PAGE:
[FFmpeg-devel] GSoC mentoring application proposal

Reynaldo H. Verdejo Pinochet r.verdejo at sisa.samsung.com
Thu Feb 13 00:22:08 CET 2014


I have been helping out drafting the following application
for GSoC2014. This was all made in about 2 days and there's no
much time left as it has to be submitted tomorrow. This been said
though, I would appreciate any comments and improvement suggestions:

(sorry up front for the C&P mess if any):

1. Describe your organization

FFmpeg is the universal multimedia toolkit. A complete, cross-platform 
to record, convert, filter and stream audio and video. It includes 
libavcodec -
the leading audio/video codec library used by both companies and 
individuals for their
multimedia processing needs, either directly or through third party
wrappers and bindings

FFmpeg is possibly the most ubiquitous multimedia framework in the
world, it is used as a functional engine by many FLOSS multimedia 
several major web browsers, and provides the back-end for most online
transcoding services.

FFmpeg strives at being the universal multimedia tool, implementing
all possible multimedia formats (even the most obscure fringe formats),
and at being complete; providing fully fledged support for all
multimedia operations.

   2. Why is your organization applying to participate in Google Summer
      of Code 2014? What do you hope to gain by participating?

Past GSOCs and GCI have been a lot of fun, have led to some extraordinary
contributions from students and turned quite a few of them into long term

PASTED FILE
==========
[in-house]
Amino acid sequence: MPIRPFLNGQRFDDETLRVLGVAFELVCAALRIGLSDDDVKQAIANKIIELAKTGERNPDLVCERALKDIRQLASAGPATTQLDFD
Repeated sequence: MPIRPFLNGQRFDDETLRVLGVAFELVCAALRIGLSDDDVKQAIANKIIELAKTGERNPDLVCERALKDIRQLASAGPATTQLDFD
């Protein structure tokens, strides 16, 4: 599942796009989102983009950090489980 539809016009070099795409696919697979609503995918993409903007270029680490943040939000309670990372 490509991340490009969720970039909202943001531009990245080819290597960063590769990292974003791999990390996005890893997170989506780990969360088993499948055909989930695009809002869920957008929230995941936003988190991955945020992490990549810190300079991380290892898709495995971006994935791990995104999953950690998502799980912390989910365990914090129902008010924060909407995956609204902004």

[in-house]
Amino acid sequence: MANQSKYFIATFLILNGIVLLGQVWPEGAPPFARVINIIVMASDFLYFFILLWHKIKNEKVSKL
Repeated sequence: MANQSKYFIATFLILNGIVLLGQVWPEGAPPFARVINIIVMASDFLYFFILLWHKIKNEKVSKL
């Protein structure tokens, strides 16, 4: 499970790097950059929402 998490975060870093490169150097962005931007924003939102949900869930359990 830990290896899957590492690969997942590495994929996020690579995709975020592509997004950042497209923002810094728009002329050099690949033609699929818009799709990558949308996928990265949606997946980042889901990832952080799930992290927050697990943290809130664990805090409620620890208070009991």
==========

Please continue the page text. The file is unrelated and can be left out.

contributors. We hope to continue this trend from past summers.

As an added bonus, each new student is a challenge
to make our community better, more accessible and
prepared to be a good landing ground for
innovation and third party contribution.

   3. Has your organization participated in past Google Summer of Codes?


   4. Please summarize your involvement and the successes and challenges
      of your participation. Please also list your pass/fail rate for
      each year.

FFmpeg participated in the Google Summer of Code editions of 2006,
2007, 2008, 2009, 2010, and 2011.
During past GSoC editions, a large number of important modules have been 
written by students,
among these are
VC-1 (used in Blurays), AMR-NB and later WB (used in mobile phones),
our libavfilter framework, jpeg2000 encoding and decoding, MMS (used for 
streaming by Microsoft),
a dirac decoder, AAC d/encoder (used by iTunes, several Nintendo products,
the Playstation 3, Android, etc).

By the nature of modern multimedia, some of these
tasks were hard enough not to be finished in a single
summer round. They ended up being split over 2 or 3
periods, moving progressively ahead with each year.

A comprehensive list of all the past applications and tasks can be
found at:


   5. If your organization has not previously participated in Google
      Summer of Code, have you applied in the past? If so, for what


   6. What Open Source Initiative approved license(s) does your project


   7. What is the URL for your Ideas list?


   8. Mailing list email address, URL to sign-up page, etc.

ffmpeg-devel at ffmpeg.org